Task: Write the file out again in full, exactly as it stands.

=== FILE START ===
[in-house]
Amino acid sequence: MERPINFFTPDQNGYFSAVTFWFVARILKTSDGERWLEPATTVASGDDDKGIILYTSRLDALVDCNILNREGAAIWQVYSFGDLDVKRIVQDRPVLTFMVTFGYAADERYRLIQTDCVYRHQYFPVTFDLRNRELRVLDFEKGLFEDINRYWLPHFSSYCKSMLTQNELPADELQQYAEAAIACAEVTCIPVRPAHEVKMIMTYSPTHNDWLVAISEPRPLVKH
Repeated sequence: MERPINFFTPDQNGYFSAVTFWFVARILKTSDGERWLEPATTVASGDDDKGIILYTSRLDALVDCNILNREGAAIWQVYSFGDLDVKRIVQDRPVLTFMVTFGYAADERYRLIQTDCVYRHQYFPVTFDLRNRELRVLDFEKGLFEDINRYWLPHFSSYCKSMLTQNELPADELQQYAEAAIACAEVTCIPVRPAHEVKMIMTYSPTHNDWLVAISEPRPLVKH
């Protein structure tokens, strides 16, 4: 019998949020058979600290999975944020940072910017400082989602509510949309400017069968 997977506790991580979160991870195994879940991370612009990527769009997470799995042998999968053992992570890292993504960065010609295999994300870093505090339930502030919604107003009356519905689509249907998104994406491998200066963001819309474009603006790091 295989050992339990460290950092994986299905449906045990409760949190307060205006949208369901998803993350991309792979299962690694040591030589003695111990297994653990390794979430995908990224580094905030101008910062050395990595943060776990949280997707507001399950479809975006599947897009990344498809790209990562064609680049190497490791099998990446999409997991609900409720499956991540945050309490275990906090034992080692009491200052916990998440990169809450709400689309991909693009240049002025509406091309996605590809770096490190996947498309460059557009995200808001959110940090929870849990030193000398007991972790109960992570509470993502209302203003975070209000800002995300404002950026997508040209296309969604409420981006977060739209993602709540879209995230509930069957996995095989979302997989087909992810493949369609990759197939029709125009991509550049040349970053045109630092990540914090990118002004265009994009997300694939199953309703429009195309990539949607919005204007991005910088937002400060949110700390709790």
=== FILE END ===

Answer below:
[in-house]
Amino acid sequence: MERPINFFTPDQNGYFSAVTFWFVARILKTSDGERWLEPATTVASGDDDKGIILYTSRLDALVDCNILNREGAAIWQVYSFGDLDVKRIVQDRPVLTFMVTFGYAADERYRLIQTDCVYRHQYFPVTFDLRNRELRVLDFEKGLFEDINRYWLPHFSSYCKSMLTQNELPADELQQYAEAAIACAEVTCIPVRPAHEVKMIMTYSPTHNDWLVAISEPRPLVKH
Repeated sequence: MERPINFFTPDQNGYFSAVTFWFVARILKTSDGERWLEPATTVASGDDDKGIILYTSRLDALVDCNILNREGAAIWQVYSFGDLDVKRIVQDRPVLTFMVTFGYAADERYRLIQTDCVYRHQYFPVTFDLRNRELRVLDFEKGLFEDINRYWLPHFSSYCKSMLTQNELPADELQQYAEAAIACAEVTCIPVRPAHEVKMIMTYSPTHNDWLVAISEPRPLVKH
């Protein structure tokens, strides 16, 4: 019998949020058979600290999975944020940072910017400082989602509510949309400017069968 997977506790991580979160991870195994879940991370612009990527769009997470799995042998999968053992992570890292993504960065010609295999994300870093505090339930502030919604107003009356519905689509249907998104994406491998200066963001819309474009603006790091 295989050992339990460290950092994986299905449906045990409760949190307060205006949208369901998803993350991309792979299962690694040591030589003695111990297994653990390794979430995908990224580094905030101008910062050395990595943060776990949280997707507001399950479809975006599947897009990344498809790209990562064609680049190497490791099998990446999409997991609900409720499956991540945050309490275990906090034992080692009491200052916990998440990169809450709400689309991909693009240049002025509406091309996605590809770096490190996947498309460059557009995200808001959110940090929870849990030193000398007991972790109960992570509470993502209302203003975070209000800002995300404002950026997508040209296309969604409420981006977060739209993602709540879209995230509930069957996995095989979302997989087909992810493949369609990759197939029709125009991509550049040349970053045109630092990540914090990118002004265009994009997300694939199953309703429009195309990539949607919005204007991005910088937002400060949110700390709790």